This merger deal is PROPOSED at this stage, meaning that there are still a bunch of approvals and hoops to jump through before it can go ahead.
Both CPH and Red Light Holland shares will continue to trade during this time.
Ultimately if the deal proceeds, CPH holders on the record date of Friday 24th September 2021 will end up holding Red Light Holland shares listed in Canada.
What we DO LIKE about the deal
- CEO of Red Light Holland to run the merged entity - with a strong branding and marketing background that is important for this space - we think this is positive.
- Canopy Growth founder Bruce Linton will be Non Exec Chairman - Linton has a very strong track record as founder of Canopy Growth - taking it to a multi-billion dollar market cap. He seems to know how to create value for shareholders.
- Ex Head of M&A at Canopy Growth, William Lay will be Exec Vice President and Chief Strategy Officer - it looks like this could be the start of a roll up play into the merged entity. We like the idea of a roll up as this nascent industry is currently fragmented.
- Some CPH Governance issues that had been concerning us are reduced in the merged entity, increased board independence and increased arms length from CPH’s current corporate advisor.
- Instant access to US market: A Canadian listing provides instant access to sell into the massive US market which is not available to CPH prior to the deal.
- Both companies have plenty of cash - The merged entity should have approximately A$48M in the bank - plenty of firepower to build shareholder value if invested wisely.
- Canadian investors really understand the psychedelics and cannabis space. After a number of small caps turned into multi-billion dollar companies in Canada, it means they can understand the upside clearly.
- Stock Code TRIP is cool, great branding.
What we DON’T LIKE about the deal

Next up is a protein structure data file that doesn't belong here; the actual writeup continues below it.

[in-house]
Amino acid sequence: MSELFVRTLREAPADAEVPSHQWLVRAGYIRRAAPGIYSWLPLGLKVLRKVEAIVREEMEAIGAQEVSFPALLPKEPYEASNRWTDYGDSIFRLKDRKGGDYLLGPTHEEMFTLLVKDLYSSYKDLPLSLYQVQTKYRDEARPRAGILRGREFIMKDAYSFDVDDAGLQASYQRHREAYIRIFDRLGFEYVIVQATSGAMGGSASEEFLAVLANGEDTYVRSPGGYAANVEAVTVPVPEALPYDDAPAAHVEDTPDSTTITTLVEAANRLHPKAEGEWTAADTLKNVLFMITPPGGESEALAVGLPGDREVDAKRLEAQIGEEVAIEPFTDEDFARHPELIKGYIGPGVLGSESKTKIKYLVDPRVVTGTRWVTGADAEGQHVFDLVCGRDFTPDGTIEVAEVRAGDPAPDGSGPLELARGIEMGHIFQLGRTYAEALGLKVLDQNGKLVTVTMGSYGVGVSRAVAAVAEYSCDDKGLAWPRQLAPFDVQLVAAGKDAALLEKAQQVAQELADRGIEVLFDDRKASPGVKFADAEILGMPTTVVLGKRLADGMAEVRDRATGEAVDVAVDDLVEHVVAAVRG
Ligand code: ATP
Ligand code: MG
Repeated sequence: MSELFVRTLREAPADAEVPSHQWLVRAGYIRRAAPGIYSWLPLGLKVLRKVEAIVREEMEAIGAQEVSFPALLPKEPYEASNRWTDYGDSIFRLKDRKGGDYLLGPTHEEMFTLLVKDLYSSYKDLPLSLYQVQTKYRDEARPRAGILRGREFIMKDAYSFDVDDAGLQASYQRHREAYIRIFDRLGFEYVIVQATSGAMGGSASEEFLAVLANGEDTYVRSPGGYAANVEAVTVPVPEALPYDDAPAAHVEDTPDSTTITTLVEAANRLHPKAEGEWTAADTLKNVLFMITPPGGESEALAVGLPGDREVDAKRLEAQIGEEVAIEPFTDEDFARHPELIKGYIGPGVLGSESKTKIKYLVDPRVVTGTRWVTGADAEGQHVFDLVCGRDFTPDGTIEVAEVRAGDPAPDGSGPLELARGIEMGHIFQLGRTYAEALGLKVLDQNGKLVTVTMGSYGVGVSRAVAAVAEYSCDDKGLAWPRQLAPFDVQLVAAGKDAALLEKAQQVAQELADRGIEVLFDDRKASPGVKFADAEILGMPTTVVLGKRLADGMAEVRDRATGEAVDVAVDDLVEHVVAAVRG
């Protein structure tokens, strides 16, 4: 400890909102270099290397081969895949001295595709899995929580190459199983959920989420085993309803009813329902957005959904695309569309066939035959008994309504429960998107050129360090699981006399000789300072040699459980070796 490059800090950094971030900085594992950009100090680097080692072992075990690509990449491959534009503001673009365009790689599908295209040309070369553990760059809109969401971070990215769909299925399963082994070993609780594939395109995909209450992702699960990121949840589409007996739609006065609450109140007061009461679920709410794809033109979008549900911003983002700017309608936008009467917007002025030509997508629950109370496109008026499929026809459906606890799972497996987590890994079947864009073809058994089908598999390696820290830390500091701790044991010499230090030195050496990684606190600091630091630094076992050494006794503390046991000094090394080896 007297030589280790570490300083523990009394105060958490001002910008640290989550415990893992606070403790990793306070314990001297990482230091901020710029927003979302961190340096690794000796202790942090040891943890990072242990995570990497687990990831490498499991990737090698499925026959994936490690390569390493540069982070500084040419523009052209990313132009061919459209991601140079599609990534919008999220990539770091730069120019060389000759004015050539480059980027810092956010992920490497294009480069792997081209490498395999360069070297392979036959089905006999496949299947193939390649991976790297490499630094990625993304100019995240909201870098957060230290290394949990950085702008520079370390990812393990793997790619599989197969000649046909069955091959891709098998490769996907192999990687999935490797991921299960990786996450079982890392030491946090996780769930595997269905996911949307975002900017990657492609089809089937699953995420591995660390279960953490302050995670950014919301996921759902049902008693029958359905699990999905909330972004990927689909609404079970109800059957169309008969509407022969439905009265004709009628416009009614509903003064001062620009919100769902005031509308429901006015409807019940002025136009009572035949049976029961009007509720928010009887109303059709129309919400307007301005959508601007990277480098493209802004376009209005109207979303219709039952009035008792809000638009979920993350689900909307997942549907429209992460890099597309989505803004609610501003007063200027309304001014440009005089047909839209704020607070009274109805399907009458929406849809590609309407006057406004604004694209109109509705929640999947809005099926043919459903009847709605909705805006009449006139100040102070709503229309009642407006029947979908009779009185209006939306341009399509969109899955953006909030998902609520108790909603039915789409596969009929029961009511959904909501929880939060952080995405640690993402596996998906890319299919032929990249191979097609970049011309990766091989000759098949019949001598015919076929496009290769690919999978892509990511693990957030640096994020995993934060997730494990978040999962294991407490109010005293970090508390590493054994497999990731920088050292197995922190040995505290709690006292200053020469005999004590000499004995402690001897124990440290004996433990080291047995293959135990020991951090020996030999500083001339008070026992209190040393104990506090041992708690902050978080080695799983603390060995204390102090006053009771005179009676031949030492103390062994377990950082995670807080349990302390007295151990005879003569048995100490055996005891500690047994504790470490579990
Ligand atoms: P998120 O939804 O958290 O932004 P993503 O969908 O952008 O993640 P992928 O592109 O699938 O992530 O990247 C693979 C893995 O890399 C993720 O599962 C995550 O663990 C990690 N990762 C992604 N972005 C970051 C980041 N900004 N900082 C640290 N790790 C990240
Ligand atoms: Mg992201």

We have only done a quick scan, and the stuff we DON’T like on deals is usually buried deep in transaction docs in the fine print. We will keep reading over the next few days and provide further updates.
Here is what we found on quick scan:
- A bit convoluted to understand - Yes deals are complex, but we found the deal heads of agreement were not easy to understand on a quick scan.
- 1.798 million CPH Performance shares are being converted without performance achieved - Performance shares are generally given to management and directors to incentivise them to hit business goals like increased revenue etc. Whilst there aren't that many, compared to the total number of CPH shares on issue, the CPH performance hurdles were not achieved, but the shares are being granted if the transaction goes ahead. Generally our preference is that performance milestones should carry across into the newly merged entity and still should be achieved... or better yet just cancel them all if the deal goes ahead. We suspect these aren’t shares for management though, more for the operational team doing the groundwork, which is less offensive.
- Oversight on Corporate fees: CPH’s corporate advisor EverBlu Capital will earn 2 million CPH shares if the deal is implemented (i.e. ~ $400k at CPH share price of 20c) and a A$3.25M share based transaction fee... We have some governance concerns around the corporate advisor also being on the CPH board which reduces oversight, checks and balances on corporate and deal fees. As mentioned above, we do like that governance issues will be reduced in the merged entity's new board. We also note that this fee is less than 1% of the proposed fully diluted value of the deal - which is below market standard, and it is taken in shares which we suspect will be locked up from sale under Canadian exchange rules.
- Canada listed shares - While this won't happen for a few months, some holders may not like to hold shares listed on a non-Australian exchange (personally we aren’t too fussed about it as these days it's relatively easy to trade global stocks - but it's not everyone's cup of tea).
- General Market Conditions: CPH almost got a merger style deal done last time we invested a few years ago, but the medical cannabis market went very soft while the deal was in the last stages and it unfortunately fell over. Fingers crossed the market stays buoyant for the next 6 months and we should be OK.
CPH is one of our bigger positions after we invested at 3c then again in the placement at 19c, so we will be taking a close look at this deal and will continue to provide you our insights as we work through the 162 page deal document.